Tuesday, 17 April 2012

Stop Shia Genocide in Pakistan and Gilgit, Senge Sering

Stop Shia Genocide in Pakistan and Gilgit, Senge Sering
Washington DC, DC Sunday, April 15, 2012

On April 14, 2012, hundreds of Shias from all over the United States gathered in front of the Embassy of Pakistan to protest Shia and minority killings in the country. Members and supporters of Gilgit Baltistan National Congress also joined the protesters.

Presence of Malika Baltistani, the chairperson of Gilgit-Baltistan National Alliance, was a shot in the arm for the members of GBNC. She delivered an inspiring speech about the rights of the people of Gilgit-Baltistan and condemned Pakistani government for patronizing the terrorists. She lamented that even though Gilgit-Baltistan provides water, minerals and a safe route for Pakistan to China; yet, the native Shias are treated like captives. She said that Pakistan is pursuing the age-old Umayyad and Abbasid policy of Shia persecution. She said, "We are rebels and not traitors and Pakistani policies of alienation are responsible for this."

On the occasion, the president of Gilgit Baltistan National Congress, Imtiaz Hussain, issued a press release:

The United Nations universal declaration on human rights guarantees freedom of religious practice and expression as a birth right. However, the natives of Pakistan controlled Gilgit-Baltistan have failed to attain their basic rights in the last six decades. Gilgit-Baltistan is an UN-declared disputed area and remains outside the constitutional jurisdiction of Pakistan. Several resolutions passed by both UN Security Council and UN Commission on India and Pakistan (UNCIP) have asked Pakistan to guarantee genuine autonomy to the region which then ensures freedom of political, judicial and socio-economic rights. However, Islamabad's failures have caused an irreparable damage to the social fabric. Today, the urban parts of Gilgit-Baltistan present the picture of a war zone where natives live with fear and deprivation.

Gilgit-Baltistan is a Shia majority area with considerable populations of Ismailia, Nurbakhsia and Sunni Muslims. Akin to Parachinar, where native Shias have been converted into a minority in their homeland, people of Gilgit-Baltistan also face ethnic cleansing, as attacks on Shias have become a routine matter. In many cases, law enforcement personnel are found involved in attacks on the Shias. The Shia massacre of 1988, for instance, was sponsored by the regime of General Ziaul Haque. During the episode, which lasted for 16 days, military officials provided direct support to the Jihadi terrorists belonging to Waziristan, Mohmand, Kohistan, Bajor and Swat districts. The Mujahideen attacked fourteen villages and forced tens of thousands of Shias to flee. These IDPs have failed to return to their homes due to lack of governmental patronage.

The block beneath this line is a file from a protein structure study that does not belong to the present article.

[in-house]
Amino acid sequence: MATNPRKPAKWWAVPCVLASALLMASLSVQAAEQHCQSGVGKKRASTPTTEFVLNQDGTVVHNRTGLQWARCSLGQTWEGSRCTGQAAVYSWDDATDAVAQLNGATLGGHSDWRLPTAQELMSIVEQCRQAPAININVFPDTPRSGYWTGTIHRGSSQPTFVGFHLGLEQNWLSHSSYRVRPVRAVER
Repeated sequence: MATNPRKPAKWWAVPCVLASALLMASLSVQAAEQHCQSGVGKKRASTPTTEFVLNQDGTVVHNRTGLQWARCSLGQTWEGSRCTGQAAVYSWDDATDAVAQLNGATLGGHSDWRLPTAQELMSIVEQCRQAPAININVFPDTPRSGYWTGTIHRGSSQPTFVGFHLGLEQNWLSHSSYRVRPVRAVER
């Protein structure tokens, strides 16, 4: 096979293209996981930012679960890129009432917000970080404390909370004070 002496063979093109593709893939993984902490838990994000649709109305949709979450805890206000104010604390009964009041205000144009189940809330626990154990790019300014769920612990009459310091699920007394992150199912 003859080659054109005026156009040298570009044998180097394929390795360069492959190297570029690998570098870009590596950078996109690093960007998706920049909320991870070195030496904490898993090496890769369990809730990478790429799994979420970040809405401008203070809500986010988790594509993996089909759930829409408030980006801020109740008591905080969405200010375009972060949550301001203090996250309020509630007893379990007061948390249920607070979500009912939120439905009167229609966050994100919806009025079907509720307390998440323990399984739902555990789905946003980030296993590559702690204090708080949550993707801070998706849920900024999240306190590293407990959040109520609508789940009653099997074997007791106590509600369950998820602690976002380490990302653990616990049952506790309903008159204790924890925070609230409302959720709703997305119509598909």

Shia killings in Gilgit-Baltistan have a history that dates back to 1947, when Pakistani political agent, Sardar Alam Khan, engineered a series of sectarian conflicts to lengthen his autocratic rule. In 1972, the regime once again resorted to sectarianism to justify abrogation of State Subject Rule (SSR) which then culminated into arrival of thousands of illegal settlers in Gilgit-Baltistan. The move which was a violation of the UNO resolutions helped change local religious and ethnic demography and resulted into Shias becoming a minority in the capital city, Gilgit. Hundreds of Shias of Gilgit-Baltistan have lost their lives since then and the assailants remain at large under state protection.

In recent weeks, first on February 28 and then on April 3, terrorists attacked buses loaded with passengers of Gilgit-Baltistan and slaughtered more than 100 Shias. The unfortunate incidents occurred in broad daylight on the Karakoram Highway (KKH) which is dotted with police and military check posts. Eyewitnesses claim that police provided weapons to the assailants, who numbered in thousands. Following the Shia massacre, an indefinite curfew was imposed in Gilgit-Baltistan causing food and medicine shortages. As of now, the region is cut off from the rest of the world as traffic on KKH, the sole road linking Gilgit-Baltistan with Pakistan, remains unsafe and disrupted, and air travel is cost prohibitive for the vast majority.

Given that Gilgit-Baltistan is an UN-declared disputed area and that Pakistan lacks the constitutional capacity to ensure fundamental rights and protection to the natives of the region; we urge the UNO to make necessary arrangements to ensure safety of life, honor and property in Gilgit-Baltistan. At the same time, we urge the regime in Islamabad to implement the following on immediate basis

1. Respect UNO resolutions and reinstate State Subject Rule (SSR) to protect local ethnic, linguistic, religious and cultural demography

2. Ensure protection to local languages and religions

3. Resume trade and travel over Astore-Srinagar, Chorbat-Nubra, Marol-Khaltse, Drass-Gultari and Olding-Kargil roads to ensure travel safety on alternate routes

4. Withdraw paramilitary from urban areas of Gilgit-Baltistan and strengthen local police

5. Remove all militant hide outs and launch pads from Gilgit-Baltistan

6. Arrest and prosecute the militants and military personnel who are involved in Shia killings

7. Return control over natural resources and trade routes to Gilgit-Baltistan Legislative Assembly

8. Abolish Gilgit-Baltistan Council and Ministry of Kashmir and Gilgit-Baltistan Affairs (KGBA) to ensure genuine autonomy as recommended by the UNO

We once again urge the UNO to persuade Pakistan to comply with these just demands

Senge Sering
Institute for Gilgit Baltistan Studies
Washington DC, DC
202 689 0647

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